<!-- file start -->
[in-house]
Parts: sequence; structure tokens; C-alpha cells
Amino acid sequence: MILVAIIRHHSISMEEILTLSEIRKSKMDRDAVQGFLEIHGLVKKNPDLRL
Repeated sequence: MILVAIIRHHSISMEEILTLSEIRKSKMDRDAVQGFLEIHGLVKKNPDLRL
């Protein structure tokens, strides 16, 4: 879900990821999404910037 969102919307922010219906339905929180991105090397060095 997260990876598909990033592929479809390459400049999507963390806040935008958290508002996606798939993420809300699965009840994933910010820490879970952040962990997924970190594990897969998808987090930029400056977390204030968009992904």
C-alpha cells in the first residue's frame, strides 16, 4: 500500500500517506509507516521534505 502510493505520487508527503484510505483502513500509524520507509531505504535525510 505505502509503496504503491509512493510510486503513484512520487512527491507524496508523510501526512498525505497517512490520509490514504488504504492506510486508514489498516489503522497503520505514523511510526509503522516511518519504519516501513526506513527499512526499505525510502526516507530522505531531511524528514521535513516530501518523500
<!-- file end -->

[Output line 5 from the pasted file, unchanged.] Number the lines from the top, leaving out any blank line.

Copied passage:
């Protein structure tokens, strides 16, 4: 879900990821999404910037 969102919307922010219906339905929180991105090397060095 997260990876598909990033592929479809390459400049999507963390806040935008958290508002996606798939993420809300699965009840994933910010820490879970952040962990997924970190594990897969998808987090930029400056977390204030968009992904």